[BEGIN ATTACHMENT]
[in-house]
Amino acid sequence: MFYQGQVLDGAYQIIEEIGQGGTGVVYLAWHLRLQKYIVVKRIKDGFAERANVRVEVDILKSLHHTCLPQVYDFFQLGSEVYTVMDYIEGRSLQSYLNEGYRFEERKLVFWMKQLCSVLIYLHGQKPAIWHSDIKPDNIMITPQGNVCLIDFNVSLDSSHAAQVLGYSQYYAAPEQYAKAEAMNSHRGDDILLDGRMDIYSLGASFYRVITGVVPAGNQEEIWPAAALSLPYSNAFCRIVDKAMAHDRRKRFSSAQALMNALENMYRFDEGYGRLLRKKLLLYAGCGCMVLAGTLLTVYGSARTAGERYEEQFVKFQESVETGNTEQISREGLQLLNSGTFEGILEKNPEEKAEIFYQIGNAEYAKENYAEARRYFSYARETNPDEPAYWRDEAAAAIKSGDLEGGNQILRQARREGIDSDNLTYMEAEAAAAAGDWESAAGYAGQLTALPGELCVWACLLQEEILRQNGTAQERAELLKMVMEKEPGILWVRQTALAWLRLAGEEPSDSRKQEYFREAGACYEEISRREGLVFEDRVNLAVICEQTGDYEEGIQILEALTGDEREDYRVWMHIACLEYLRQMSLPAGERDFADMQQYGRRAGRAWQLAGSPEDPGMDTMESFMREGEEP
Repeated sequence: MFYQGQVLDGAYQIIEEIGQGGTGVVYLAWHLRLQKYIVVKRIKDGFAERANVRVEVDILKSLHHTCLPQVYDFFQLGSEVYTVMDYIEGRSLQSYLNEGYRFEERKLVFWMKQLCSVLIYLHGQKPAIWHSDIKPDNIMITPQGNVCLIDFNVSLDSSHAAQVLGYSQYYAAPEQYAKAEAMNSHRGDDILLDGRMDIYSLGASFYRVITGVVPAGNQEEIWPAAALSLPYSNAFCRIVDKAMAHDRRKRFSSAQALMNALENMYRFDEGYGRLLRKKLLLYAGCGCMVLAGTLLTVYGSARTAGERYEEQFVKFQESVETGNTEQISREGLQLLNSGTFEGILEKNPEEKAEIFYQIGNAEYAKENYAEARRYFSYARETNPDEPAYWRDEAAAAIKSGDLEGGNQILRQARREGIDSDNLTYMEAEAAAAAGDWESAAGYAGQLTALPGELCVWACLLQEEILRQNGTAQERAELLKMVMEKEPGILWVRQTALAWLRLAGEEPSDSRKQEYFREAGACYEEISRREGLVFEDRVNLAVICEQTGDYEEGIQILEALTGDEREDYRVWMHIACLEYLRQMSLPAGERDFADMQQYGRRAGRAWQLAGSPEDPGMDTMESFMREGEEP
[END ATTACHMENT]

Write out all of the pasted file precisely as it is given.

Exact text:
[in-house]
Amino acid sequence: MFYQGQVLDGAYQIIEEIGQGGTGVVYLAWHLRLQKYIVVKRIKDGFAERANVRVEVDILKSLHHTCLPQVYDFFQLGSEVYTVMDYIEGRSLQSYLNEGYRFEERKLVFWMKQLCSVLIYLHGQKPAIWHSDIKPDNIMITPQGNVCLIDFNVSLDSSHAAQVLGYSQYYAAPEQYAKAEAMNSHRGDDILLDGRMDIYSLGASFYRVITGVVPAGNQEEIWPAAALSLPYSNAFCRIVDKAMAHDRRKRFSSAQALMNALENMYRFDEGYGRLLRKKLLLYAGCGCMVLAGTLLTVYGSARTAGERYEEQFVKFQESVETGNTEQISREGLQLLNSGTFEGILEKNPEEKAEIFYQIGNAEYAKENYAEARRYFSYARETNPDEPAYWRDEAAAAIKSGDLEGGNQILRQARREGIDSDNLTYMEAEAAAAAGDWESAAGYAGQLTALPGELCVWACLLQEEILRQNGTAQERAELLKMVMEKEPGILWVRQTALAWLRLAGEEPSDSRKQEYFREAGACYEEISRREGLVFEDRVNLAVICEQTGDYEEGIQILEALTGDEREDYRVWMHIACLEYLRQMSLPAGERDFADMQQYGRRAGRAWQLAGSPEDPGMDTMESFMREGEEP
Repeated sequence: MFYQGQVLDGAYQIIEEIGQGGTGVVYLAWHLRLQKYIVVKRIKDGFAERANVRVEVDILKSLHHTCLPQVYDFFQLGSEVYTVMDYIEGRSLQSYLNEGYRFEERKLVFWMKQLCSVLIYLHGQKPAIWHSDIKPDNIMITPQGNVCLIDFNVSLDSSHAAQVLGYSQYYAAPEQYAKAEAMNSHRGDDILLDGRMDIYSLGASFYRVITGVVPAGNQEEIWPAAALSLPYSNAFCRIVDKAMAHDRRKRFSSAQALMNALENMYRFDEGYGRLLRKKLLLYAGCGCMVLAGTLLTVYGSARTAGERYEEQFVKFQESVETGNTEQISREGLQLLNSGTFEGILEKNPEEKAEIFYQIGNAEYAKENYAEARRYFSYARETNPDEPAYWRDEAAAAIKSGDLEGGNQILRQARREGIDSDNLTYMEAEAAAAAGDWESAAGYAGQLTALPGELCVWACLLQEEILRQNGTAQERAELLKMVMEKEPGILWVRQTALAWLRLAGEEPSDSRKQEYFREAGACYEEISRREGLVFEDRVNLAVICEQTGDYEEGIQILEALTGDEREDYRVWMHIACLEYLRQMSLPAGERDFADMQQYGRRAGRAWQLAGSPEDPGMDTMESFMREGEEP